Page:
Regulators grapple with supply chain security

The government wants to crack down on cybersecurity threats and counterfeits in the global tech supply chain without harming U.S. companies.

By julia.m shutterstock ID: 779956477
 

As the U.S. government continues to identify potential threats in the technology supply chain in the public or private sector, officials must thread the needle between promoting good security practices while not running afoul of the free market, low-cost principles that have become a hallmark of the globalized economy.

Joyce Corell, assistant director for supply chain at the Office of the Director of National Intelligence, told FCW on the sidelines of a recent government meeting that while briefing members of the private sector on risks, they try to get companies to consider not just the immediate upfront costs that come with a particular contract or transaction, but the "total cost of ownership," which takes into account the potential for breaches, hacks and other forms of compromise that come with it.

A company's country of origin is "probably not the sole factor" in determining risk but "in certain cases it may be a very relevant factor."

"So, if you do business with a third party and risk arises from that third party, you're going to suffer the consequences of that," said Corell following a briefing of the Information Security and Privacy Advisory Board of the National Institute of Standards and Technology last week. "Your total cost of ownership includes their decision-making."

A NIST official told the board that research on the issue conducted across different industrial sectors in 2014-2015 found that many of the private sector companies most at-risk may already be on top of the problem.

"In general, what we found are the most sophisticated organizations in…cyber supply chain risk management are those organizations that are dependent on technology," said Jon Boyens, a NIST IT security specialist who focuses on supply chain issues. "So, they either buy technology products and services, or technology is foundational to the kind of services they provide."

Still, the economics of cheap commodity IT are hard to ignore. In April Bill Evanina, director of the U.S. National Counterterrorism and Security Center, said the federal government's efforts to convince the private sector not to do business with companies that are thought to pose a supply chain risk often run headlong into the economic realities that drive their decision-making.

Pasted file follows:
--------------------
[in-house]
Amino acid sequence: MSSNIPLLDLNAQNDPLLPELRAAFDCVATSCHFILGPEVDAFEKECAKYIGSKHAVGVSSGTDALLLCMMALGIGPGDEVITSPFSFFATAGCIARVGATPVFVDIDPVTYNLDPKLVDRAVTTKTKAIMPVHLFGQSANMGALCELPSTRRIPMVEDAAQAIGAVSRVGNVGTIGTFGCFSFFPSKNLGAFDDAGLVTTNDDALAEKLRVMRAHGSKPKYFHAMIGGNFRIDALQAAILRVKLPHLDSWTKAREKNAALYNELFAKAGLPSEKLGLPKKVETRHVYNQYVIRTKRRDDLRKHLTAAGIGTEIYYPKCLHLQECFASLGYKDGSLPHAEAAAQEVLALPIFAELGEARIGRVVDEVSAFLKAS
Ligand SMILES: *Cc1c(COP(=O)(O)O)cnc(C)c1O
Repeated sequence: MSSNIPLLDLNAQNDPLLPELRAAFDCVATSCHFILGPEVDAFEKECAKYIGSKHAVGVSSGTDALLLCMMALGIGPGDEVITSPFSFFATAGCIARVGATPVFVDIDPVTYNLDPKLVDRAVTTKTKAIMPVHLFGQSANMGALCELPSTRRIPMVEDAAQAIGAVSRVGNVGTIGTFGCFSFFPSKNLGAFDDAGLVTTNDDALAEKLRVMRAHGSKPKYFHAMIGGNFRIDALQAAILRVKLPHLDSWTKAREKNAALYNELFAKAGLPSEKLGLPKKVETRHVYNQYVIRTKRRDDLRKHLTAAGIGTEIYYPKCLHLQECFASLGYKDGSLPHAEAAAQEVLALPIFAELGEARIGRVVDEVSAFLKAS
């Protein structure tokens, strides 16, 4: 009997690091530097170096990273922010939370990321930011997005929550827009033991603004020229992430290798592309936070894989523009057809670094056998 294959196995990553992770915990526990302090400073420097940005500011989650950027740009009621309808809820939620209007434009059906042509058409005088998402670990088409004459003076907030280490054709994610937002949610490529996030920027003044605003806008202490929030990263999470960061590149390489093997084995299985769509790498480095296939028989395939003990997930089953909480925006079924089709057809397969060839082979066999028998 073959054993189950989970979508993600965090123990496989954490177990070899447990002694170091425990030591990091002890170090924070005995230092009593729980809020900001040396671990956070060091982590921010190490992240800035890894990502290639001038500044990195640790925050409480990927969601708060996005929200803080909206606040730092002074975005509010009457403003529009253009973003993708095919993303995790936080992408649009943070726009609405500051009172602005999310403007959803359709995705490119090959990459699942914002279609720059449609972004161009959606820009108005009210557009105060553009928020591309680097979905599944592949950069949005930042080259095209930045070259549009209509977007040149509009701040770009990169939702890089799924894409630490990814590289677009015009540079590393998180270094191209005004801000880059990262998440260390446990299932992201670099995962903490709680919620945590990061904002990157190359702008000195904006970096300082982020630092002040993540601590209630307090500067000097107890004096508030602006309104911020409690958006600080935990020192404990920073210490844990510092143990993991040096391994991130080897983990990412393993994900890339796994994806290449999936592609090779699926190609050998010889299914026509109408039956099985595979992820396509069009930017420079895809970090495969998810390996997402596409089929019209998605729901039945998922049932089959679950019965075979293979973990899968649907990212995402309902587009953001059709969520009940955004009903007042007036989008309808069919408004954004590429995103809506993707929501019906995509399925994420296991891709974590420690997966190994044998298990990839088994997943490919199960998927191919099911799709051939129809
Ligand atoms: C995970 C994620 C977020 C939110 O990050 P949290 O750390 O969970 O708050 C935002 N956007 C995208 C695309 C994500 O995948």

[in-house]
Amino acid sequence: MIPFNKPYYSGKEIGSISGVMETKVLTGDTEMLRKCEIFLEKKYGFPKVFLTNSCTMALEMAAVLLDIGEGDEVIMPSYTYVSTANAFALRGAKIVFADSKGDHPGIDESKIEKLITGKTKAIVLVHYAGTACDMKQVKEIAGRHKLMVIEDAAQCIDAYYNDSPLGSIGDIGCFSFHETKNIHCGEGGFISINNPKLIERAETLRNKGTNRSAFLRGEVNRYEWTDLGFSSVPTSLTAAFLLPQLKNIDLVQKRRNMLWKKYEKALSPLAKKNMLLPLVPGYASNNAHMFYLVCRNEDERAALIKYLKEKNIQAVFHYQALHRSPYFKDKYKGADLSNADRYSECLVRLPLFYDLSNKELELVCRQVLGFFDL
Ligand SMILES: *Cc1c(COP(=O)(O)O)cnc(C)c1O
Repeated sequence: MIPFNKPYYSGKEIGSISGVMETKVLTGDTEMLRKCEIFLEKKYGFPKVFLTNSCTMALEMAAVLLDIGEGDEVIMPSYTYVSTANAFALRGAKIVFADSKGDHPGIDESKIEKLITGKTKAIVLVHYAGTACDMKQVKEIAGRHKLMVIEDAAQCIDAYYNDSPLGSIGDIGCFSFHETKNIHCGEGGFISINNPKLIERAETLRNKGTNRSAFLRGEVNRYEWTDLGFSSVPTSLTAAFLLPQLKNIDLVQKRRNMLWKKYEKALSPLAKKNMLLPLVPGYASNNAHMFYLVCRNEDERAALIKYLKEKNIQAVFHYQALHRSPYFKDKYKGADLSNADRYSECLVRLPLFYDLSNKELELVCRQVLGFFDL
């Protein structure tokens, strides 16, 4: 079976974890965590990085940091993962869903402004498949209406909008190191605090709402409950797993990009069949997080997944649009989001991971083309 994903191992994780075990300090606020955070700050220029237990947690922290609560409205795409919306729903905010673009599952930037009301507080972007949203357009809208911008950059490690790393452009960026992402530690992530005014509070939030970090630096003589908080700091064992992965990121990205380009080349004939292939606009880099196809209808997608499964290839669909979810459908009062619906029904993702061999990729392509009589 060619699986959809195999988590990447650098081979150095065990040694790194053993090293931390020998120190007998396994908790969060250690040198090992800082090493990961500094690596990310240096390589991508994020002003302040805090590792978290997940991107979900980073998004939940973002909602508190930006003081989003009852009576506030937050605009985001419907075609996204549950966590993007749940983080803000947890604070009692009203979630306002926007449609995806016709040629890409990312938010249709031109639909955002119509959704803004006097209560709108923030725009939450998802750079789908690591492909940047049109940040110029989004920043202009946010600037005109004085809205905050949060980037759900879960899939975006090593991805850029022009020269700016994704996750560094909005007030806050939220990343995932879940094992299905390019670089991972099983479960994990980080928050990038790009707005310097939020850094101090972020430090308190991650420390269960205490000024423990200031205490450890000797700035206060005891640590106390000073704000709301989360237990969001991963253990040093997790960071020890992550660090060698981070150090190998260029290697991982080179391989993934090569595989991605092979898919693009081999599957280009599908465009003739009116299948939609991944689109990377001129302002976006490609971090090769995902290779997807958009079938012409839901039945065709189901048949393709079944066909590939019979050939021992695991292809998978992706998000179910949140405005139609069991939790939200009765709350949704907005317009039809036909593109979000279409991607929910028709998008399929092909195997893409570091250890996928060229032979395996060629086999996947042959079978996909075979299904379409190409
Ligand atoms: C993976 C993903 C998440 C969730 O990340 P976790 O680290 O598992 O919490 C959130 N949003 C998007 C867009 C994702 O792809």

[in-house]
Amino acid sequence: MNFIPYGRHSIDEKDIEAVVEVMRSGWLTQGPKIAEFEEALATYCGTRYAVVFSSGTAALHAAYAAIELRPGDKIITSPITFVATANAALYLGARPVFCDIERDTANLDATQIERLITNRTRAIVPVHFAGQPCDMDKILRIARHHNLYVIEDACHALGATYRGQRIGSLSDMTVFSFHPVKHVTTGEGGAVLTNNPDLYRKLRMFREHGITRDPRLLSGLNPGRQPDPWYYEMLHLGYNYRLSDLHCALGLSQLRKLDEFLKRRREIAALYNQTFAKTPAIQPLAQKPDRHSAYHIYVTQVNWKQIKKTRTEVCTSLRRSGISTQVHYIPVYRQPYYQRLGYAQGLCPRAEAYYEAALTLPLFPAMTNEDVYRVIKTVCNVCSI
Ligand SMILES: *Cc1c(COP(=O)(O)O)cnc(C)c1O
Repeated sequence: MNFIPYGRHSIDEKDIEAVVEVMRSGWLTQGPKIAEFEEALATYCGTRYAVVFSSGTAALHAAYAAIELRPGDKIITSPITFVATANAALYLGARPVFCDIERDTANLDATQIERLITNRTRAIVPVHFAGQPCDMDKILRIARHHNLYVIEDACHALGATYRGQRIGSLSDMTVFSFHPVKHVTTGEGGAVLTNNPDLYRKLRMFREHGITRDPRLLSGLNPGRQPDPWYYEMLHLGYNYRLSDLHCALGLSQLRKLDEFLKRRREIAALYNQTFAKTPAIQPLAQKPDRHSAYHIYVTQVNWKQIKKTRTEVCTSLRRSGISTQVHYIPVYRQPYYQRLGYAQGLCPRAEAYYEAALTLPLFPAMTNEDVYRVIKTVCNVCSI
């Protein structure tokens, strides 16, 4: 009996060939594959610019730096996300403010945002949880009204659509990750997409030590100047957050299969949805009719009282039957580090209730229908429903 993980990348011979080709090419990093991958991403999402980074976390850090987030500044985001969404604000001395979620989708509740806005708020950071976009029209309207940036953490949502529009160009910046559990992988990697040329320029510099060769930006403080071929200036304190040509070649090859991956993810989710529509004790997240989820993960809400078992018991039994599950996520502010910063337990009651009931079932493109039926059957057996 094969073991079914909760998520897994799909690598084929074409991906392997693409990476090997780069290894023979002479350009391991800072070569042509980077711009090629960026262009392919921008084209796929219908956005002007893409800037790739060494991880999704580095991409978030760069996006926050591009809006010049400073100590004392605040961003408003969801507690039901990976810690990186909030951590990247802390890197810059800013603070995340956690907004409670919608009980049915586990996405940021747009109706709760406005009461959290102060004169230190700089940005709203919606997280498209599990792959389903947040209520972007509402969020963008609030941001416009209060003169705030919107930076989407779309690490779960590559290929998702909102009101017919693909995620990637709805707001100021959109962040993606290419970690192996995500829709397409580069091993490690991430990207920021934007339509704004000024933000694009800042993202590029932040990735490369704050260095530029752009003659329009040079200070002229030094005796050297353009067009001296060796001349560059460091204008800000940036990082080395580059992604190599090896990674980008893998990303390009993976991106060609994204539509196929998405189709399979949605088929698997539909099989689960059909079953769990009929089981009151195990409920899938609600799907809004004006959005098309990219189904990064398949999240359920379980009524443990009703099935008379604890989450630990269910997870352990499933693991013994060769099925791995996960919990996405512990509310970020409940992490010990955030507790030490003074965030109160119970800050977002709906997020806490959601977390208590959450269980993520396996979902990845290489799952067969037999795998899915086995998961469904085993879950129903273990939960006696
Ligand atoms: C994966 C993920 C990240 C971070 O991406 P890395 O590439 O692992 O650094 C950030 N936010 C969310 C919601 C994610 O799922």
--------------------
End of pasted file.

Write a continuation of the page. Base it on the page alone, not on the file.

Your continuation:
"When you go to a board of directors of a CEO and say 'Hey, I know you have two bids, you have Cisco or Oracle, and then you have the Chinese company which is forty percent cheaper,' it's hard to explain to them and hard for them to explain to their constituents that they're going to pay 40 percent more for a U.S.-based company because it doesn't threaten national security," said Evanina.

This dynamic is coming into focus in an ongoing effort to introduce supply chain requirements into the to the Universal Service Fund -- a Federal Communications Commission program that subsidizes telephone service to low-income and rural users.

The effort was spurred by congressional concern that the funds could be used to purchase cell phones and other equipment from Huawei and ZTE, two Chinese telecommunications providers who have long been the subject of numerous national security concerns among intelligence and defense agencies. The U.S. arms of targeted Chinese firms as well as overall sector trade associations have objected to the FCC push to regulate USF on security grounds. 

At the ISPAB meeting June 22, a Republican staffer on the House Energy and Commerce Commission explained that program's focus on low-cost equipment prevented participating telecom firms from considering broader national security matters.

"If you're a rural telecom provider you're going to offer a cheaper option," said Sean Farrell, who works on the House Energy and Commerce telecommunications subcommittee. "And you kind of have to in a way, because the way USF works, they're being told constantly by the federal government that they have to use their dollars more efficiently."

USF funds got the attention of congressional defense committees because of the high proportion of military personnel who tend to live in or around rural areas, and they and their families might be using network gear and devices via USF-funded carriers.

Additionally, the Senate version of the National Defense Authorization Act passed this week tightens up procurement prohibitions on both Huawei and ZTE, while the Department of Defense briefed lawmakers and congressional staffers this week about threats to its technology industrial base from Chinese-based companies.

The problem has increasingly weighed on the minds of lawmakers. A bipartisan bill released this week seeks to create a more holistic approach to building supply chain security principles into government purchasing decisions while other members of Congress have been writing to major tech companies questioning their ties to Huawei, ZTE and other Chinese tech firms.

However, cutting off Chinese telecoms from the U.S. market could be easier said than done. While the collapse of distribution deals with AT&T and Verizon earlier this year has drastically curtailed the domestic reach of Huawei, ZTE accounts for 11 percent of the U.S. market share for cell phones, according to Counterpoint research. That has people like Farrell worried about unintended consequences from hard policy bans.

"If ZTE cannot operate effectively anymore, what do you do with the people who have already purchased ZTE phones?" asked Farrell. "They're not going to be able to update their software patches, and the whole intent here is to increase our nation's cybersecurity. Denying the ability of consumers to update their software patches on these phones isn't necessarily a good idea either, right?"

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